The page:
LostLettermen.com, the college sports site dedicated to former players, will regularly contribute "Where are they now?" stories to The Dagger. With the NBA draft on Thursday, here's a look back at onetime problem-child Chris Washburn:
Of all the NBA draft busts over the years, few have crashed more spectacularly than North Carolina State's Chris Washburn, the third overall pick of the 1986 draft.
Banned from the NBA for life in 1989 after a string of failed drug tests, Washburn spent the 1990s bouncing from one rehab facility to another and even wandering the streets homeless for a time. Now clean for the past decade, Washburn is working at a mortgage company in Dallas and finally talking about how he turned his life around.
"After 10 years, I feel as though I'm clear away from it," Washburn said. "It gives me a chance now to go back and maybe tell kids before they have to get into the situation like I was. I started with just a drink of a beer and it progressed all the way up to me losing, I would say at this point in time, about $100 million. (Hopefully) they learn something from that."
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A North Carolina high school phenom, Washburn arrived at N.C. State after scoring 420 on his SATs (400 of those were for spelling his name right). Having already been admitted to college, he blew off the test and finished in 22 minutes. He says he would have been done even sooner if he could have circled the answers instead of shading in the bubbles. Just seven games into his college career he was convicted of stealing a stereo from a fellow athlete's dorm room and suspended for the year. Washburn insisted it was a prank.
The 6-foot-11 big man exploded in his second season under coach Jim Valvano, despite smoking marijuana and drinking before games, which left him high in the first half and sleepy in the second. He cemented his draft status by lighting up that year's No. 1 pick, Brad Daugherty, for 26 points in an upset victory over No. 1 North Carolina.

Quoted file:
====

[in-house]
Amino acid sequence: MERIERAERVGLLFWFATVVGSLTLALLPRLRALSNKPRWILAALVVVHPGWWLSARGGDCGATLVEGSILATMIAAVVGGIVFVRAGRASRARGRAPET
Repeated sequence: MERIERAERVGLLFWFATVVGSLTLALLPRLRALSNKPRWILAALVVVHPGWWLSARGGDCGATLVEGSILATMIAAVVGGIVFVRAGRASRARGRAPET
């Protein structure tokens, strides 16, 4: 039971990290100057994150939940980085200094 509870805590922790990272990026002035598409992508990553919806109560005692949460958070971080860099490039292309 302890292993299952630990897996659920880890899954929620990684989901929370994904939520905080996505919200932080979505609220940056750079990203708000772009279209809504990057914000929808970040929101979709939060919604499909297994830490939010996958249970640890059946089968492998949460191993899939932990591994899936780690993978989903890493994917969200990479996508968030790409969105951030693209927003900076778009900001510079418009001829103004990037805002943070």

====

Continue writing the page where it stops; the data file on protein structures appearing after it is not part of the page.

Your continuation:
Taken third overall by the Golden State Warriors in the '86 draft, Washburn didn't learn from the cautionary tale of Len Bias, who was picked one spot ahead of him and died the night after the draft of a cocaine overdose.
Just three months after his first game, Washburn was in rehab with a cocaine problem. Traded to the Atlanta Hawks in year two, he averaged just 2.0 points per game. Entering his third season in the league, he tested positive for drugs and was suspended for the entire 1988-89 season. When he tested positive again in June of 1989, it was the last straw: Washburn was banned from the NBA for life.
His trouble didn't end there. In 1991, Houston police arrested Washburn after they found a cocaine pipe in his apartment. He later served time in jail. With the NBA out of the picture and years of basketball left in his body, he played semi-pro ball and traveled overseas in the mid-'90s. But his drug problem persisted. He says he relapsed after each of his 12 visits to rehab. The problem? He estimates that after 10 of those trips, his drug dealer picked him up and they partied to celebrate his release.
He wound up homeless in Houston, eating out of trash cans and shoplifting to survive. His mother asked him to put his name and her address in his pocket so that the police would know where to send his body when he eventually wound up dead.
Then in June 2000, he finally had enough, swearing off drugs and alcohol because he was "sick and tired of being sick and tired."
Now 44 (he was born in 1966, despite being listed in '65), he says he's been clean of both for ten years. Washburn recently began speaking openly about his addiction because he's far enough removed from his mistakes to now possibly help others.
He continues to repair the damage to relationships that were rocked by his drug use, including the connection with his four sons.
"My relationship with [my two youngest sons] is closer than the relationship with my two oldest, but it's not a relationship that I would wish on anybody," Washburn said. "So there are still things I have to go back and clean the wreckage of my past some, as they say, but this something I can actually do because now the drug part is not stopping me from doing that."
One of his sons, Julian, is a 6-foot-7 forward rated in the Rivals 150. He's been recruited by Kansas, Texas and Oklahoma, among others, but the younger Washburn still doesn't know if he'll be playing college ball next season. The reason? In a twist of irony, the elder Washburn says Julian is waiting to find out whether he passed his SATs.
Jim Weber is the founder of LostLettermen.com, a historical college football and men's basketball site that links the sports' past to the present.
- Chris Washburn